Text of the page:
When taking a novice angler fishing on a boat, perhaps as a mentor or on a free fishing day, here are a few things to share:
1) One of the great parts of fishing from a boat is that you are going closer to the fish. Sometimes, you may even find yourself directly over fish. Long, forceful casts may not be necessary. A stealthy approach will be helpful too. Save the loud voices for the celebratory “Yee-ha!” for after landing that big one.
2) Consider the stability of the boat, when casting and landing fish. Pontoon boats are amazingly steady, allowing freedom to move around, but keep everyone seated in that canoe.
3) Position the beginning angler at the front of the boat. This will help you keep an eye on them (see Number 4). They may need assistance rigging, unhooking, or for a photo opportunity. Additionally, the front of the boat likely offers them first choice of casting targets.
4) All anglers on a boat need to develop an awareness of others aboard this floating island. When casting, allow ample spacing behind to avoid tangles, snapping off lures, and ears.
5) If spacing is tight, as on a tandem kayak, a side arm casting technique is much safer than overhead. Plus, a gentle, sweeping sidearm cast helps keep bait on a hook, instead of being launched across the lake.
Andy Whitcomb is a columnist, outdoor humorist, and stressed-out Dad living in Pennsylvania. Visit him at www.justkeepreeling.com.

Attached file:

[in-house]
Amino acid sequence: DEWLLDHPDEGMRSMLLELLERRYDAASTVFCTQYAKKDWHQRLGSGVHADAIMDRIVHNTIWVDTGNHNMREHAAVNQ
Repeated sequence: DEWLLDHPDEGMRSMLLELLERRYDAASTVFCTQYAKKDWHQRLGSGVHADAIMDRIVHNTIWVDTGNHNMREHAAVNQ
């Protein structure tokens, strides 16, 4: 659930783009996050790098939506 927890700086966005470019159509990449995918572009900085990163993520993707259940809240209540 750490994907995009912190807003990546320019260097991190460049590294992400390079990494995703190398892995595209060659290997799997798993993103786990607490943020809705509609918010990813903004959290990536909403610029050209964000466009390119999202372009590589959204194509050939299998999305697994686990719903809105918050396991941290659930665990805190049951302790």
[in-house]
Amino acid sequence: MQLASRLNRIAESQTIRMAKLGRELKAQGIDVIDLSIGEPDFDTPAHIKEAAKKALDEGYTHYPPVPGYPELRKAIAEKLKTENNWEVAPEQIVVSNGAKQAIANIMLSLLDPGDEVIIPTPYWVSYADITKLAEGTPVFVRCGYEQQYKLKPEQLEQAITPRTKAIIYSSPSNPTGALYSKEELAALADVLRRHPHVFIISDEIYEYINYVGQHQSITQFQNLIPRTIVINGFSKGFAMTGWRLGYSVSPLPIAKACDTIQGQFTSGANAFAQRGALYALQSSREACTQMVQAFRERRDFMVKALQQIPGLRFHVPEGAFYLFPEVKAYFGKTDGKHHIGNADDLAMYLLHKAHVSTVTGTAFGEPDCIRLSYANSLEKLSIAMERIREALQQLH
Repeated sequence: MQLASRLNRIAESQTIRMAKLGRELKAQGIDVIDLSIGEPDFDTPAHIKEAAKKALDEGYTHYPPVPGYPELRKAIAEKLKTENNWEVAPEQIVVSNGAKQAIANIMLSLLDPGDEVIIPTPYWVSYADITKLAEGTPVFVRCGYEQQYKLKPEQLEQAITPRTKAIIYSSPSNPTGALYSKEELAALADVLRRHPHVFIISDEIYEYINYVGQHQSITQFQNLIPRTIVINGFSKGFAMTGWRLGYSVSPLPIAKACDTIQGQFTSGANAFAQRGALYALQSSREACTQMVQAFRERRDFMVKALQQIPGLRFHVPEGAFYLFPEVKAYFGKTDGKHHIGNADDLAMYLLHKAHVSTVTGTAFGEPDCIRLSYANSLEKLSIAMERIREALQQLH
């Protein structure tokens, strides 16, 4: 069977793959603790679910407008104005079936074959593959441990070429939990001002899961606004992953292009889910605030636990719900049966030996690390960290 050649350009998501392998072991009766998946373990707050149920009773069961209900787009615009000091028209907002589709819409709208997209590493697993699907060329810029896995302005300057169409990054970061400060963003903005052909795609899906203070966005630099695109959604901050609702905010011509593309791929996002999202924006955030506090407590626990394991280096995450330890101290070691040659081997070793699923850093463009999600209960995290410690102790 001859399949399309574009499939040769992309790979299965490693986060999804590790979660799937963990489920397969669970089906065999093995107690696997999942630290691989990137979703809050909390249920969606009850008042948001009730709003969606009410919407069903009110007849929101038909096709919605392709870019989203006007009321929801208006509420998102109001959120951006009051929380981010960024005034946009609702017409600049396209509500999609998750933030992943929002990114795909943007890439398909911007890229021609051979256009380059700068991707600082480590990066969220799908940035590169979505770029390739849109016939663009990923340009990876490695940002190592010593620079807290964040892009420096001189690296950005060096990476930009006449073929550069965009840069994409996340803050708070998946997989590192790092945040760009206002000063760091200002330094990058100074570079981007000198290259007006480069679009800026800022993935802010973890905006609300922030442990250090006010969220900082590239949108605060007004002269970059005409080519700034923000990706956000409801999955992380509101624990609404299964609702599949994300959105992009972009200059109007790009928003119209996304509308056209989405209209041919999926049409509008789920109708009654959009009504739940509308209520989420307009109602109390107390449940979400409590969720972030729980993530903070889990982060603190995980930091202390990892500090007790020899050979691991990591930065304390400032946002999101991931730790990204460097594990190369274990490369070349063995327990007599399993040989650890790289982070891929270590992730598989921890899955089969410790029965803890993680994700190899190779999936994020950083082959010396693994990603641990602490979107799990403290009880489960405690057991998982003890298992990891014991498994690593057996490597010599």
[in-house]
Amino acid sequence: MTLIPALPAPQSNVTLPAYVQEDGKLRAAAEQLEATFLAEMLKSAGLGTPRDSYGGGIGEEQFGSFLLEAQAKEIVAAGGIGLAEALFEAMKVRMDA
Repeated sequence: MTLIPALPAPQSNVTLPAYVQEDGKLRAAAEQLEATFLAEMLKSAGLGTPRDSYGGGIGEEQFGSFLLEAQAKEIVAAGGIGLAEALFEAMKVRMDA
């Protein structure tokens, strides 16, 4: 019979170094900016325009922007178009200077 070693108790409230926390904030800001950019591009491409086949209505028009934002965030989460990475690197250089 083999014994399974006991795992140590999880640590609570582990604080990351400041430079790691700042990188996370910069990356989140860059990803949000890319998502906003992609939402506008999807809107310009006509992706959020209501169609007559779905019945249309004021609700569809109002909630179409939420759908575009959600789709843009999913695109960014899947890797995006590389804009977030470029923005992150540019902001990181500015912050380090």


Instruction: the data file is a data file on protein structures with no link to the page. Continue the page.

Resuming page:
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Andy Whitcomb is a columnist, outdoor humorist, and stressed-out Dad. He says there are “people who fish”… and there are “fishermen”. One of the few things he knows is that he is a “fisherman”... To the point it could be classified as borderline illness. Sharing this obsession is rewarding, therapeutic. He likes to encourage people to “stop and smell the crappie." Enjoys catching fish, but gets a greater thrill out of helping someone else hook up.
Born in Florida, but raised on the banks of Oklahoma farm ponds. Now relocated to western Pennsylvania. He has fished, worked, lived all around the US. He has a B.S. in Zoology from Oklahoma State as well...
And he met his wife while electrofishing. He has been contributing weekly to www.takemefishing.org since 2011.
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